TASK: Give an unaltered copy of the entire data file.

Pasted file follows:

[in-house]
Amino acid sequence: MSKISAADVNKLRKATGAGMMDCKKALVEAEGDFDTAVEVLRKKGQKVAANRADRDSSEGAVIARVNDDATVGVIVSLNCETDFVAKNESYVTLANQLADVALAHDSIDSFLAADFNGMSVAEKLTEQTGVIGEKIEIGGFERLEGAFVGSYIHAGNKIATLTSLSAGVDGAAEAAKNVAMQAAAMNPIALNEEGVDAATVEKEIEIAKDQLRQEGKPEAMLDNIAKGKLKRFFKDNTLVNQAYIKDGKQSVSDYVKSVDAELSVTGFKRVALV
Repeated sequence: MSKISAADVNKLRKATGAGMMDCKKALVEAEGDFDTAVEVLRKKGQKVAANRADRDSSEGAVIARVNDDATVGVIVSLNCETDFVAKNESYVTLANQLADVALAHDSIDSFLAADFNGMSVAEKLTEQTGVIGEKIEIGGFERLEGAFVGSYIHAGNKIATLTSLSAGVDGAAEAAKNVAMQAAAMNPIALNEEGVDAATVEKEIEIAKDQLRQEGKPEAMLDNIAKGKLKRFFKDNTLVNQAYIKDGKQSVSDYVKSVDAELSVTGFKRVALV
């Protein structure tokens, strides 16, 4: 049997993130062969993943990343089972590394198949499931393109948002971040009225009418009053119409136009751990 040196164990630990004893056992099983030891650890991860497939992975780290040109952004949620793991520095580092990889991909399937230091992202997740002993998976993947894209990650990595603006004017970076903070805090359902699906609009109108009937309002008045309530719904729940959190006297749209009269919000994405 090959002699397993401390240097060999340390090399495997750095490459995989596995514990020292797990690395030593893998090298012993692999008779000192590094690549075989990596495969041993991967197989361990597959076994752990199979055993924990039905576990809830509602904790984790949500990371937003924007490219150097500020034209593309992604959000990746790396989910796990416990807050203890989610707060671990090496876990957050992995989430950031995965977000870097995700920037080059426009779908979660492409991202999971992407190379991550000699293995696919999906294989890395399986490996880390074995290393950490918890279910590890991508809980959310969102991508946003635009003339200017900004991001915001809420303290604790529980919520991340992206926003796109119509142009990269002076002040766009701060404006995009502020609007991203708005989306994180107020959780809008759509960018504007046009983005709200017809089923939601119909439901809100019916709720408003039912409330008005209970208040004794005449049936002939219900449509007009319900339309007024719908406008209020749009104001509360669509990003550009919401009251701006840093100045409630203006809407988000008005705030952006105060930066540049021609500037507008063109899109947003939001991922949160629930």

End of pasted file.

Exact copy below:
[in-house]
Amino acid sequence: MSKISAADVNKLRKATGAGMMDCKKALVEAEGDFDTAVEVLRKKGQKVAANRADRDSSEGAVIARVNDDATVGVIVSLNCETDFVAKNESYVTLANQLADVALAHDSIDSFLAADFNGMSVAEKLTEQTGVIGEKIEIGGFERLEGAFVGSYIHAGNKIATLTSLSAGVDGAAEAAKNVAMQAAAMNPIALNEEGVDAATVEKEIEIAKDQLRQEGKPEAMLDNIAKGKLKRFFKDNTLVNQAYIKDGKQSVSDYVKSVDAELSVTGFKRVALV
Repeated sequence: MSKISAADVNKLRKATGAGMMDCKKALVEAEGDFDTAVEVLRKKGQKVAANRADRDSSEGAVIARVNDDATVGVIVSLNCETDFVAKNESYVTLANQLADVALAHDSIDSFLAADFNGMSVAEKLTEQTGVIGEKIEIGGFERLEGAFVGSYIHAGNKIATLTSLSAGVDGAAEAAKNVAMQAAAMNPIALNEEGVDAATVEKEIEIAKDQLRQEGKPEAMLDNIAKGKLKRFFKDNTLVNQAYIKDGKQSVSDYVKSVDAELSVTGFKRVALV
């Protein structure tokens, strides 16, 4: 049997993130062969993943990343089972590394198949499931393109948002971040009225009418009053119409136009751990 040196164990630990004893056992099983030891650890991860497939992975780290040109952004949620793991520095580092990889991909399937230091992202997740002993998976993947894209990650990595603006004017970076903070805090359902699906609009109108009937309002008045309530719904729940959190006297749209009269919000994405 090959002699397993401390240097060999340390090399495997750095490459995989596995514990020292797990690395030593893998090298012993692999008779000192590094690549075989990596495969041993991967197989361990597959076994752990199979055993924990039905576990809830509602904790984790949500990371937003924007490219150097500020034209593309992604959000990746790396989910796990416990807050203890989610707060671990090496876990957050992995989430950031995965977000870097995700920037080059426009779908979660492409991202999971992407190379991550000699293995696919999906294989890395399986490996880390074995290393950490918890279910590890991508809980959310969102991508946003635009003339200017900004991001915001809420303290604790529980919520991340992206926003796109119509142009990269002076002040766009701060404006995009502020609007991203708005989306994180107020959780809008759509960018504007046009983005709200017809089923939601119909439901809100019916709720408003039912409330008005209970208040004794005449049936002939219900449509007009319900339309007024719908406008209020749009104001509360669509990003550009919401009251701006840093100045409630203006809407988000008005705030952006105060930066540049021609500037507008063109899109947003939001991922949160629930």